Campbell-Walsh Urology, 11th Edition
Reproductive and Sexual Function
Disorders of Male Orgasm and Ejaculation
Chris G. McMahon
- The most important inhibitory neurotransmitter in the central neurochemical control of ejaculation is:
- γ-aminobutyric acid.
- Which of the following is INCORRECT?
- The ejaculatory process comprises three phases: emission, ejection and orgasm.
- Emission is mediated by sympathetic nerves (T10 to L2).
- Ejection is mediated by somatic nerves (S2 to S4).
- Ejection also involves a parasympathetic spinal cord reflex on which there is limited voluntary control.
- Closure of bladder neck, rhythmic contraction of the bulbocavernosus, bulbospongiosus, and other pelvic floor muscles, and relaxation of the external urinary sphincter during emission prevents retrograde ejaculation.
- The prevalence of intravaginal ejaculation latency times (IELT) of 1 minute or less in the general population is approximately:
- < 1%.
- Which of the following is INCORRECT?
- The Diagnostic and Statistical Manual (DSM) IV definition of premature ejaculation (PE) is an operationalized multivariate definition that captures the key dimensions of latency, control, and bother.
- Approximately 80% of heterosexual men seeking treatment for lifelong PE ejaculate within 1 minute after penetration.
- The consistent early ejaculations of lifelong PE suggest an underlying neurobiologic functional disturbance.
- Acquired PE is most often due to psychological factors or comorbid erectile dysfunction.
- Men with subjective PE complain of PE, often due to psychological and/or cultural factors, but have a normal or even extended IELT.
- Which of the following is INCORRECT?
- The International Society for Sexual Medicine (ISSM) developed the first contemporary, evidence-based definition of lifelong and acquired PE.
- The main constructs in the ISSM definition of PE are time from penetration to ejaculation, inability to delay ejaculation, and the presence of negative personal consequences.
- Lifelong PE is, in part, defined by an IELT less than about 1 minute.
- Acquired PE is, in part, defined by a clinically significant and bothersome reduction in latency time, often to about 3 minutes or less.
- This definition is applicable to all men regardless of their sexual orientation or type of sexual contact.
- The rationale for the ISSM definition of lifelong and acquired PE includes which of the following?
- Men with acquired PE tend to have lower IELT than men with lifelong PE.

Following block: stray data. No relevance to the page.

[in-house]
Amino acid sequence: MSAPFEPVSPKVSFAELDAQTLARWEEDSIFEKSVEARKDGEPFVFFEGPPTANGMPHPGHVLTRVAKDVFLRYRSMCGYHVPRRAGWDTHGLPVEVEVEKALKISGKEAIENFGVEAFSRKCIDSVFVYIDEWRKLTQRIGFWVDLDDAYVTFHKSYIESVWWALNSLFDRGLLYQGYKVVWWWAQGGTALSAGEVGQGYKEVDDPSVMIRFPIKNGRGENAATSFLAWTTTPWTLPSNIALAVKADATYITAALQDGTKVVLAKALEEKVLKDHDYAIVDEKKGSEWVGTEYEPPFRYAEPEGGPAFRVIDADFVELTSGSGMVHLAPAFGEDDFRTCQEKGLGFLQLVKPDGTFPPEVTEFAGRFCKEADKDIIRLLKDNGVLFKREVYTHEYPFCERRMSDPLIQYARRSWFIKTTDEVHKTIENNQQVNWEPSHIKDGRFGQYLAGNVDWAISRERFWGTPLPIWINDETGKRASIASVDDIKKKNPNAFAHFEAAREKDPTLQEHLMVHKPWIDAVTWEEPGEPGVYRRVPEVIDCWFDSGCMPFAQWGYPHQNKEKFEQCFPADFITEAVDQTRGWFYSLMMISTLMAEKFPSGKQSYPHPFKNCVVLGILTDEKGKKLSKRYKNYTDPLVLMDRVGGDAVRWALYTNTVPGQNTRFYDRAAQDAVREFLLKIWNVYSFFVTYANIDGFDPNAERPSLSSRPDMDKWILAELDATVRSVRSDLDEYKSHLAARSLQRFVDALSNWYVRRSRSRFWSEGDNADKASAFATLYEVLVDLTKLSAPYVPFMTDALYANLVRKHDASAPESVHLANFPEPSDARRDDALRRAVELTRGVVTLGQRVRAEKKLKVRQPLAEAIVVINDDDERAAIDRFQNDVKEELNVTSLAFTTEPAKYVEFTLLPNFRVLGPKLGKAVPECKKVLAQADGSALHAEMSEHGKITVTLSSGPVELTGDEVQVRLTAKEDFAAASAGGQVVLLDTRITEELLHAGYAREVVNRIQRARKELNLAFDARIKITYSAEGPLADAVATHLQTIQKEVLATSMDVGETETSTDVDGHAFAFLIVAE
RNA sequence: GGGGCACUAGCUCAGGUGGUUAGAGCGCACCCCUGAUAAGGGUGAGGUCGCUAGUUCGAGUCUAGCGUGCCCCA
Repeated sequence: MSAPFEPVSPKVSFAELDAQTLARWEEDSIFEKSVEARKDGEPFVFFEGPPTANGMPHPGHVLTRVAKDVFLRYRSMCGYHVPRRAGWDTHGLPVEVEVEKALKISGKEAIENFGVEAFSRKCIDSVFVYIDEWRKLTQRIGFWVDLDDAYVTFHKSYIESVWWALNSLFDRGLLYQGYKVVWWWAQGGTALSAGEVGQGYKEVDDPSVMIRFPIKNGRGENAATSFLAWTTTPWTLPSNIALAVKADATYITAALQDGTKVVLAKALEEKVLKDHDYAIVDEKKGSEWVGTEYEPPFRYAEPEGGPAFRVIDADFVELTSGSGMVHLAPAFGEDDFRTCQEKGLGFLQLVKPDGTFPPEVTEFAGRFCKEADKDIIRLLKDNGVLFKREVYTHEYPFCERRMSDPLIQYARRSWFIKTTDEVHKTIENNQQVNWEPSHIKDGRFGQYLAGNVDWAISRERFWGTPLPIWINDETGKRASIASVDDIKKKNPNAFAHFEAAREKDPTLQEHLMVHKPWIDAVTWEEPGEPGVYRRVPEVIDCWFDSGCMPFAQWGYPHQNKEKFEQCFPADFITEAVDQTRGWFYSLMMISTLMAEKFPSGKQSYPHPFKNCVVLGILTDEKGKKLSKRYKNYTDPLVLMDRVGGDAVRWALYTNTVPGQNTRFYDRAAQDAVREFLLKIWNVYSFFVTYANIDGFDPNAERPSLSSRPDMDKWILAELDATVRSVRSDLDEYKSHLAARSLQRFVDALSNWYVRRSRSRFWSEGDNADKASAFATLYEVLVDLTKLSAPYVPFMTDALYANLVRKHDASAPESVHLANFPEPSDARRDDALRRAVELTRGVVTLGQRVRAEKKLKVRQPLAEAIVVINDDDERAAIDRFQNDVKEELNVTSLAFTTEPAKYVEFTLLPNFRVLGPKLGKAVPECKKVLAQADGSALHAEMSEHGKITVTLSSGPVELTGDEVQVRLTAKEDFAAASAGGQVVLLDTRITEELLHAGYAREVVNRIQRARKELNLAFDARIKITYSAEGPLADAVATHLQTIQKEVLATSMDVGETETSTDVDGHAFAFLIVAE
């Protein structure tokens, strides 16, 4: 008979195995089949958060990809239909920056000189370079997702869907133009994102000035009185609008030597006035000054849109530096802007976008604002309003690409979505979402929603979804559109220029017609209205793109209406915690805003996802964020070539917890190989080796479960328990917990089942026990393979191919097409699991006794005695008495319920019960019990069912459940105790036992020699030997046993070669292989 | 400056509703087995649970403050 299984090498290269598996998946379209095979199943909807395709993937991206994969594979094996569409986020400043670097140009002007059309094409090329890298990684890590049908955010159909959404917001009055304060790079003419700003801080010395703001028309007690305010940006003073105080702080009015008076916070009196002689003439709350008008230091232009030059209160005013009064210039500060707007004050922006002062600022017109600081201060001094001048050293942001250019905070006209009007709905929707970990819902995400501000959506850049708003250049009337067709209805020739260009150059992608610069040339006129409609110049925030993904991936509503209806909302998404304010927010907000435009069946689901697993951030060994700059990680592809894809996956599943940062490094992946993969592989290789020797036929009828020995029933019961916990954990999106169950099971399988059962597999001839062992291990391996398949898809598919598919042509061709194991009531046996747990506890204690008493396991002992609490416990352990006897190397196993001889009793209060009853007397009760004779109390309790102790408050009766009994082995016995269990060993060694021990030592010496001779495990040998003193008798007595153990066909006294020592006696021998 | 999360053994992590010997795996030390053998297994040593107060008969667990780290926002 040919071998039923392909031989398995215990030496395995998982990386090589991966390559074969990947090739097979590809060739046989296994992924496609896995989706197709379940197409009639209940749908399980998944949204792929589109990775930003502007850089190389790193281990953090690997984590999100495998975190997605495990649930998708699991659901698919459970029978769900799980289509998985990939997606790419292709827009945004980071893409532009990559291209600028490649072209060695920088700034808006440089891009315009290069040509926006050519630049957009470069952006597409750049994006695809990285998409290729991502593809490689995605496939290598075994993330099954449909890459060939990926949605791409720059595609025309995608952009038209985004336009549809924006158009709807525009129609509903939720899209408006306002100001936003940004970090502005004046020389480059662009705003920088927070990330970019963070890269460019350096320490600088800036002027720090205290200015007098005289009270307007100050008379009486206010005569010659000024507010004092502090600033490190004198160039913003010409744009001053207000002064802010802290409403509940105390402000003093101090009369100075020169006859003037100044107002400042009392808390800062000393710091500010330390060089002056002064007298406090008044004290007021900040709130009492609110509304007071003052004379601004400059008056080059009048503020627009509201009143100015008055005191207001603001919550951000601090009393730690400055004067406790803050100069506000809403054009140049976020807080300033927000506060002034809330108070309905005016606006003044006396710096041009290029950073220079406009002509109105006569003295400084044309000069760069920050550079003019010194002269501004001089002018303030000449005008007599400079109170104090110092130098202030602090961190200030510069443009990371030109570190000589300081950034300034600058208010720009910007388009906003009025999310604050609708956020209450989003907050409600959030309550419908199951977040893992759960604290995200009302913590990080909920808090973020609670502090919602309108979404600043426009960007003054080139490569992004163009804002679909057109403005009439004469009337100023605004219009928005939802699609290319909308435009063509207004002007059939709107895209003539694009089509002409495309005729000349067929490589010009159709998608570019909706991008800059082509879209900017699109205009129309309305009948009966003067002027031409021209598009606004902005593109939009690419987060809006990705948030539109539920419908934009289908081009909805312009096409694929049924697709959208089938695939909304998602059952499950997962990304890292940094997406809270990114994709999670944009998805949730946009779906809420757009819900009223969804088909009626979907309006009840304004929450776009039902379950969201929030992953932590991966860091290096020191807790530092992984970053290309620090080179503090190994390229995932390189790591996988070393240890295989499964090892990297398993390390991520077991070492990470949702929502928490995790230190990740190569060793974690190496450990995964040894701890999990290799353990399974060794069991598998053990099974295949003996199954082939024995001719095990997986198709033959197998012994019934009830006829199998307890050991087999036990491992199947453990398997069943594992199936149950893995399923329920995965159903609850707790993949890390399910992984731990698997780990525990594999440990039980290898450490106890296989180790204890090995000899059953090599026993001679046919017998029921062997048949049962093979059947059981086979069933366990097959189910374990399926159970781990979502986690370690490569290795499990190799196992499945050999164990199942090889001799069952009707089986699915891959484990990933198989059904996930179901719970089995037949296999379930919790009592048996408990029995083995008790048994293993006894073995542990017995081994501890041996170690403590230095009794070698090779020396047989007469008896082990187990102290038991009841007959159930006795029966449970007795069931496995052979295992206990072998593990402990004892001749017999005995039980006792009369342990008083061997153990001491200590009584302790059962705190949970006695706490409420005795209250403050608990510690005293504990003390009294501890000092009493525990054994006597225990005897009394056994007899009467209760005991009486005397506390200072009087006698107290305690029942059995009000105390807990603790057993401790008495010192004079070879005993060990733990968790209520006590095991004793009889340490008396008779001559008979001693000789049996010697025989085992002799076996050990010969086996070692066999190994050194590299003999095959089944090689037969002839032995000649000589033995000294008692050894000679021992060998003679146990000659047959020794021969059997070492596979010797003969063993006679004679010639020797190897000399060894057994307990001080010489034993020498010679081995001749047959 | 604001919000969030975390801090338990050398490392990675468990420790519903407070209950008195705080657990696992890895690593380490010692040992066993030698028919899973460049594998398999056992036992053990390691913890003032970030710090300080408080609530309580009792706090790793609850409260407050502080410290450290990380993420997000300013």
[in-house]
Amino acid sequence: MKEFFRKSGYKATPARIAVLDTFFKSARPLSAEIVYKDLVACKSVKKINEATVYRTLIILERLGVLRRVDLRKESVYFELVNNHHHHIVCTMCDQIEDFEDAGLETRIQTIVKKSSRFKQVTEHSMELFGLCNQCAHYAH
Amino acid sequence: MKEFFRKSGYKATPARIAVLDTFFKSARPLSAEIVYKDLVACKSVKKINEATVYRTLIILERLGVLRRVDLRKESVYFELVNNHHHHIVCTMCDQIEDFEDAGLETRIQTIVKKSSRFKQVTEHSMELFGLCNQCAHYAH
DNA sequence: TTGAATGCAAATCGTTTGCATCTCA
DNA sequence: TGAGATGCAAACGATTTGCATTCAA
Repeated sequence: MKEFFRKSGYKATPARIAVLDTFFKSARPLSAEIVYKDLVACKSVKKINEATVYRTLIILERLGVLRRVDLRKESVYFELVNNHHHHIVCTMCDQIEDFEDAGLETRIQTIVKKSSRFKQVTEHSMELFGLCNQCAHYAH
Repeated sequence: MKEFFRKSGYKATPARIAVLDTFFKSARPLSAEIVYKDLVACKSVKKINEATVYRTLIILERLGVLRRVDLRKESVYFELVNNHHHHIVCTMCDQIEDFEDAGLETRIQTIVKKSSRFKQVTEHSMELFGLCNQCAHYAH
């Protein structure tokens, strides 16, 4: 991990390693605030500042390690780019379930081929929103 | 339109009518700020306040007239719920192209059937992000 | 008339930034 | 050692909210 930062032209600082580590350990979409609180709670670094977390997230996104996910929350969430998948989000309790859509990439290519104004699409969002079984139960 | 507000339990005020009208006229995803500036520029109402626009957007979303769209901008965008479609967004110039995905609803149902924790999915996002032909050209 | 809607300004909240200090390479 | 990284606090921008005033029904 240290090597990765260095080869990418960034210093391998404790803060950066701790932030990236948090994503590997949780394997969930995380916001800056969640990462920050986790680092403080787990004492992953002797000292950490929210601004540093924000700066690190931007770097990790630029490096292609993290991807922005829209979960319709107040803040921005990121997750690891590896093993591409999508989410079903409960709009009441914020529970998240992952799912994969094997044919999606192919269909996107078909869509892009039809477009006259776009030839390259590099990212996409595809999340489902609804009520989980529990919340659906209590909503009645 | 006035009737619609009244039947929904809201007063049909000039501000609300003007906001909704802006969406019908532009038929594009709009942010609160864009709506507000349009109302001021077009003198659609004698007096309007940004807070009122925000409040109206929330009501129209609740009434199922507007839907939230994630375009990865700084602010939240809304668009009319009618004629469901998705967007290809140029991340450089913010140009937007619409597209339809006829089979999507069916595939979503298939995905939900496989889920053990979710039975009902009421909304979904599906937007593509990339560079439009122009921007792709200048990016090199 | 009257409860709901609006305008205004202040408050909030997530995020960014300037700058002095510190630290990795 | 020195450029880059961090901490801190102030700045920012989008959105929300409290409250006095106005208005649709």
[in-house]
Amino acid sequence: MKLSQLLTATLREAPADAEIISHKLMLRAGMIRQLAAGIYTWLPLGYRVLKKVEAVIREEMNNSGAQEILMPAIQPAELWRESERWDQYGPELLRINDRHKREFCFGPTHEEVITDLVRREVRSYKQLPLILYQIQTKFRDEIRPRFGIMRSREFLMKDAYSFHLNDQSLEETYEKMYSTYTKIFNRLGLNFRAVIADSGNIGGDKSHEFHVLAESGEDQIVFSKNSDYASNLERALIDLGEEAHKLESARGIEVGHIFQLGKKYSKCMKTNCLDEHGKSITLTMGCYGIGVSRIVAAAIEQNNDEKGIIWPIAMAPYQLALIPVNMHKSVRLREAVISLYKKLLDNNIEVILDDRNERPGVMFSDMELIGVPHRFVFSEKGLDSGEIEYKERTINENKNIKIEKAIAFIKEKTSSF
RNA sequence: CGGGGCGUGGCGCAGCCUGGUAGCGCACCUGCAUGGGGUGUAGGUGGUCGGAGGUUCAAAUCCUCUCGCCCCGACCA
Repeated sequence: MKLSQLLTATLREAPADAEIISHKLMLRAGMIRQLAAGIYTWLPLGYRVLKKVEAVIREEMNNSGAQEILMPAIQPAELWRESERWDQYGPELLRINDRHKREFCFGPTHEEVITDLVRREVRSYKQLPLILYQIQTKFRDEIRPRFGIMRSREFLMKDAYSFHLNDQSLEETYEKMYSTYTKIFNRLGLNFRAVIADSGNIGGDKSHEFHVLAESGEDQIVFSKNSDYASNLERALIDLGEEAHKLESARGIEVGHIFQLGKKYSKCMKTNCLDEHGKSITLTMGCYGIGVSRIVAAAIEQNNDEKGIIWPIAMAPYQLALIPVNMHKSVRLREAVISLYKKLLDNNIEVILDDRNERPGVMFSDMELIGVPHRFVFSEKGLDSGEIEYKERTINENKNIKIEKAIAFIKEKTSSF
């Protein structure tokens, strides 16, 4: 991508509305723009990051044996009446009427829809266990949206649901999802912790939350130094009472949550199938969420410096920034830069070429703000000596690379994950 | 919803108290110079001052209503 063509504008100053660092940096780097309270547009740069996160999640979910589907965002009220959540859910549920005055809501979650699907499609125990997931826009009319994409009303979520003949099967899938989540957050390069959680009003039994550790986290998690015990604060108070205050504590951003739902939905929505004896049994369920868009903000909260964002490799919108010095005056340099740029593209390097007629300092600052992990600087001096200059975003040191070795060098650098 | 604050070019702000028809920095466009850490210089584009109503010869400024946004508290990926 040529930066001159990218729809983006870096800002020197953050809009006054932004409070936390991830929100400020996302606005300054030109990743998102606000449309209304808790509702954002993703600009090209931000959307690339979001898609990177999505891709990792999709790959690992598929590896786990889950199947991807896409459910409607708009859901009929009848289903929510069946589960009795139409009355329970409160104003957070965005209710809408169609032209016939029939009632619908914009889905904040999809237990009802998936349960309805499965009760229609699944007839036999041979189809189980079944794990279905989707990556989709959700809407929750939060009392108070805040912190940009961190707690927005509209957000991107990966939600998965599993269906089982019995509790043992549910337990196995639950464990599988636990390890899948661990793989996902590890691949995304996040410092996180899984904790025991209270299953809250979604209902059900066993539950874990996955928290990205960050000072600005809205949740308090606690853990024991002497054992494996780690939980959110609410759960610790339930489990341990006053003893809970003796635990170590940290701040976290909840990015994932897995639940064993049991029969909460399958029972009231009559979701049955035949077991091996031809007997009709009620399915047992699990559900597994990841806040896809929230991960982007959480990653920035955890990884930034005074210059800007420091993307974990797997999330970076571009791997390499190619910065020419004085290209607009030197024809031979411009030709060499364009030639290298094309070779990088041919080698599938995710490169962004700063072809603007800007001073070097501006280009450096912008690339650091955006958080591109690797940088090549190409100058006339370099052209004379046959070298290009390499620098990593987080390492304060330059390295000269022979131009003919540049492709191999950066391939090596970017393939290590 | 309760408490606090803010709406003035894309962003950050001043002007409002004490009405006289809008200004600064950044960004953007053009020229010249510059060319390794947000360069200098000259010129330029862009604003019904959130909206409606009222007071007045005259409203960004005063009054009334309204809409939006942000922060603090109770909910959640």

- Patient self-estimated IELT correlates poorly with stopwatch IELT.
- Most men do not use cognitive or behavioral techniques to prolong intercourse and delay ejaculation.
- Men with lifelong or acquired PE invariably experience a variety of negative psychological consequences such as bother, frustration, or the avoidance of sexual contact.
- Men with PE had similar overall health-related quality of life, self-esteem, and confidence compared with non-PE groups.
- Which of the following is FALSE?
- There is a substantial disparity between the incidence of PE in epidemiologic studies that rely on patient self-reports of PE and/or inconsistent and poorly validated definitions of PE.
- Community-based stopwatch IELT studies demonstrate that the distribution of the IELT is positively skewed, with a median IELT of 5.4 minutes (range, 0.55-44.1 minutes).
- Community-based stopwatch IELT studies demonstrate that IELT decreases with age and varies among countries.
- Some men may have a neurobiologic and genetic predisposition toward early ejaculation.
- Hypothyroidism is a common cause of PE.
- In men with acquired PE and comorbid erectile dysfunction (ED), which of the following is FALSE?
- Intentionally "rushing" intercourse to prevent early detumescence of a partial erection is common.
- PE is rarely compounded by the presence of high levels of performance anxiety related to their ED.
- Limitation of arousal during foreplay to prevent early ejaculation may result in an incomplete erection.
- The presence of vascular risk factors such as diabetes and hypertension is common.
- c and d
- In the evaluation of men with acquired PE, which of the following is FALSE?
- A physical examination is mandatory in an effort to identify the etiology of the PE.
- The presence of comorbid ED can be evaluated using a validated instrument such as the International Index of Erectile Function (IIEF) or the IIEF-5 (SHIM).
- The Index of Premature Ejaculation (IPE) was developed specifically for use as a screening questionnaire.
- Laboratory or imaging investigations are occasionally required based on the patient's medical history